Maryland Lawsuits AgainstDavid Silverman
Baltimore, MD 21215
David Silverman, M.D. is a board-certified obstetrician-gynecologist affiliated with Sinai Hospital. His specialties include management of menopausal symptoms, infertility treatment, and family planning. Although this page is focused solely on Dr. Silverman, you can find other information relating to medical malpractice lawsuits filed against Sinai Hospital here.
Based on the currently available data, Dr. Silverman has been named as a co-defendant in three Maryland medical malpractice cases. The cases are associated with his tenure at Sinai Hospital. The entire complaint for each case, as filed with the court, is found below.
The first available complaint against Dr. Silverman lists the following allegations:
- Failing to prescribe appropriate medication. According to the complaint, the plaintiff requested a birth control prescription from the defendant doctor during an annual gynecologic exam. Despite the plaintiff’s documented obesity and high blood pressure, commonly referred to as hypertension, the defendant doctor allegedly prescribed an oral contraceptive containing the hormones estrogen and progestin. As cited in the complaint, it is widely recommended that women who are obese and hypertensive use progestin only contraceptives to minimize their risk of complications.
- Failing to appropriately monitor a high-risk patient. Per the complaint, the plaintiff returned to the defendant doctor’s office roughly three months after receiving the oral contraceptive with reports of abdominal pain. A blood pressure assessment revealed her hypertension had increased substantially since her previous visit. The defendant doctor allegedly neglected to perform a complete exam for further evaluation of these troubling symptoms and instead determined that the plaintiff was suffering from benign uterine growths called fibroids.
- Failing to prevent patient injury. The complaint contends that approximately four months after the defendant doctor diagnosed her with fibroids, the plaintiff arrived at the Greater Baltimore Medical Center (GBMC) emergency room with chest pain, severe hypertension, and elevated heart rate. A CT scan revealed a blood clot in her lungs known as an embolism. The plaintiff immediately discontinued use of her oral contraceptive and spent six days in the hospital’s coronary care unit. During her inpatient stay it was determined that her acute hypertension had contributed to the embolism. Her blood pressure allegedly stabilized after she discontinued the oral contraceptive. As cited in the complaint, this was confirmation that the medication had triggered a hypertensive episode.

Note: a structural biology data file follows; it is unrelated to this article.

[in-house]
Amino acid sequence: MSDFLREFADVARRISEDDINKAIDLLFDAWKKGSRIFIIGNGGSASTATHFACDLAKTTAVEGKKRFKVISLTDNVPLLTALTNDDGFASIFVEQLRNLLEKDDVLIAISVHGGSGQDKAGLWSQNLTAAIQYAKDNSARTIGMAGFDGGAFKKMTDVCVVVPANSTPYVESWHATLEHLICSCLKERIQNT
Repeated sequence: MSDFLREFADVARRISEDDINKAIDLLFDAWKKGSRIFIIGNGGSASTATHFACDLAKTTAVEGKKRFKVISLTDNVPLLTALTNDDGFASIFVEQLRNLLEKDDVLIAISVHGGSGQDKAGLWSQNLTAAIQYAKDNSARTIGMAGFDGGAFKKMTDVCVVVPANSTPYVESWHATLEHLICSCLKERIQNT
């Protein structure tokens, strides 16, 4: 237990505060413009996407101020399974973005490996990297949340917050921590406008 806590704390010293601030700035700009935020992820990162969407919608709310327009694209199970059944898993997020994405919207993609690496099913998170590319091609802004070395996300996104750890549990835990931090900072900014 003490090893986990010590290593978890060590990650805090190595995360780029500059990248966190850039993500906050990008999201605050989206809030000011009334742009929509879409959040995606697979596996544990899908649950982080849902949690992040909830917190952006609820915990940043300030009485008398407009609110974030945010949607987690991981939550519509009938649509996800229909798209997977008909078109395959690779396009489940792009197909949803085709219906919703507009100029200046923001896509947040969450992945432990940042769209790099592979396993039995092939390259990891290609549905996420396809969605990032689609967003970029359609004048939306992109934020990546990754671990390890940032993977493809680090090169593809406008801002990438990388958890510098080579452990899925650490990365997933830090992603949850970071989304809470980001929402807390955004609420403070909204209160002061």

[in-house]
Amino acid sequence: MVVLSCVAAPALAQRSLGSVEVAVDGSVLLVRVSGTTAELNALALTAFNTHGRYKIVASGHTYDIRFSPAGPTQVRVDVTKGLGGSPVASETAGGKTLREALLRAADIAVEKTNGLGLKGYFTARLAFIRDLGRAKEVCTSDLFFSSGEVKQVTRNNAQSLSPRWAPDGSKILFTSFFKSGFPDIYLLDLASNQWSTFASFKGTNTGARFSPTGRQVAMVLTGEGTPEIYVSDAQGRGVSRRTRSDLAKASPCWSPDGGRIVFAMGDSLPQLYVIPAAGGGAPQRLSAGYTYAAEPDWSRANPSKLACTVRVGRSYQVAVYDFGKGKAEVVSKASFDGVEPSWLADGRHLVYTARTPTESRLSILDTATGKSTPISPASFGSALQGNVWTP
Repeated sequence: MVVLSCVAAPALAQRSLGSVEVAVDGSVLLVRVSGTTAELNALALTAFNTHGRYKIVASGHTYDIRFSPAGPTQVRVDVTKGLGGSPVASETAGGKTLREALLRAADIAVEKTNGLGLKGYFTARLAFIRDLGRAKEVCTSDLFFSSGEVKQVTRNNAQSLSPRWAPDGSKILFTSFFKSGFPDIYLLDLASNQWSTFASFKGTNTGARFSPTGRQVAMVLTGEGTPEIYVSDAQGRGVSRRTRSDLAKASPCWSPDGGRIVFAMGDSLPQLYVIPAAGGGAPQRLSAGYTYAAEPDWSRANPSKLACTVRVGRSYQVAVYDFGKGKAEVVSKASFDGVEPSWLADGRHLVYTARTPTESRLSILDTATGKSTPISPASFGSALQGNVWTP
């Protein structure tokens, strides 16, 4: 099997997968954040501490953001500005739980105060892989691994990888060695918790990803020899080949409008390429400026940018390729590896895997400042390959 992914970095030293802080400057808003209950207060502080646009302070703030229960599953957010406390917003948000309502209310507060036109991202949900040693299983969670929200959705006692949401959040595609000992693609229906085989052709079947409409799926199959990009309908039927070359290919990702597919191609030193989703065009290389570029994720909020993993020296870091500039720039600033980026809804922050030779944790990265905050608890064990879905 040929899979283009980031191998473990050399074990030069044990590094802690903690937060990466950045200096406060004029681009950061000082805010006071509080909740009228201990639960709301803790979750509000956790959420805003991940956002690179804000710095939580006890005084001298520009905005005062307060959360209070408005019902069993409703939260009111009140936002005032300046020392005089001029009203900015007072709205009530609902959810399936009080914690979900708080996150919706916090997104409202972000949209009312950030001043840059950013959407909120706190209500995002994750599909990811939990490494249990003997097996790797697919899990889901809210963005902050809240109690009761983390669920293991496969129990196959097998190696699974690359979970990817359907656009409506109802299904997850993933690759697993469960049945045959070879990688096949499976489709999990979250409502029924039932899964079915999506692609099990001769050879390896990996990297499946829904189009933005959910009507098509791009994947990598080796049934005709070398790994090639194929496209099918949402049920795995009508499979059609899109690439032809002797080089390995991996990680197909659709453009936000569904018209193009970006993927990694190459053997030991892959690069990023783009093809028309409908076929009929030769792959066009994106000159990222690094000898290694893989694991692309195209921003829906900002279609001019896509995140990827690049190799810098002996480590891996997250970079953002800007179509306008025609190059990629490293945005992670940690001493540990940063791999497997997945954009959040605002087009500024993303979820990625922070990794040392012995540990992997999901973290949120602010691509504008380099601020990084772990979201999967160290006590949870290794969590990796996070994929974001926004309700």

- Failing to provide informed consent. The complaint maintains that the defendant doctor breached the appropriate standard of care by prescribing an oral contraceptive with known risk factors for obese and hypertensive patients, and for neglecting to disclose those risk factors to the plaintiff. Had the plaintiff been aware of the dangers associated with the medication prescribed by the defendant, she would have chosen a safer birth control alternative and her life-threatening embolism event would have been avoided, per the complaint.
The second available complaint against Dr. Silverman lists the following allegations:
- Failing to use suitable surgical methods on a high-risk patient. The complaint contends that the plaintiff was referred for consultation with the defendant doctor after a biopsy of her uterus revealed excessive cell growth. To prevent the cell growth from becoming cancerous, the defendant doctor allegedly recommended removal of her uterus via a laparoscopic hysterectomy. The procedure was performed by the defendant doctor with a power morcellator, which is a surgical tool designed to grind and mince tissue prior to removal through small incisions. Approximately two years after the procedure, the plaintiff allegedly developed a large pelvic mass after abnormal uterine tissue was scattered throughout her body due to the defendant doctor’s inappropriate use of the morcellator tool.
- Failing to prevent patient injury. As cited in the complaint, the plaintiff endured nearly two years of severe abdominal pain before she was diagnosed with a large benign mass that had partially adhered to her colon. The growth was lodged so deeply in her pelvic region that it purportedly required two separate surgeries to remove. After pathology tests were performed on the mass, it was allegedly determined that abnormal uterine tissue had likely lodged in her pelvis during the power morcellation hysterectomy and then spread rapidly. The complaint contends that the plaintiff must now receive regular monitoring for the foreseeable future to identify any new pelvic region growths.
- Failing to provide informed consent. Per the complaint, the defendant breached the accepted standards of medical care by neglecting to inform the plaintiff of the risks associated with using a power morcellator on abnormal tissue during a hysterectomy. The plaintiff further contends in the complaint that if the defendant doctor had outlined the possibility of the power morcellator spreading abnormal uterine tissue through her pelvic region, she would have elected an alternate form of treatment for her excessive uterine cell growth and thus avoided the emergence of a painful pelvic mass.
Last updated October 26, 2020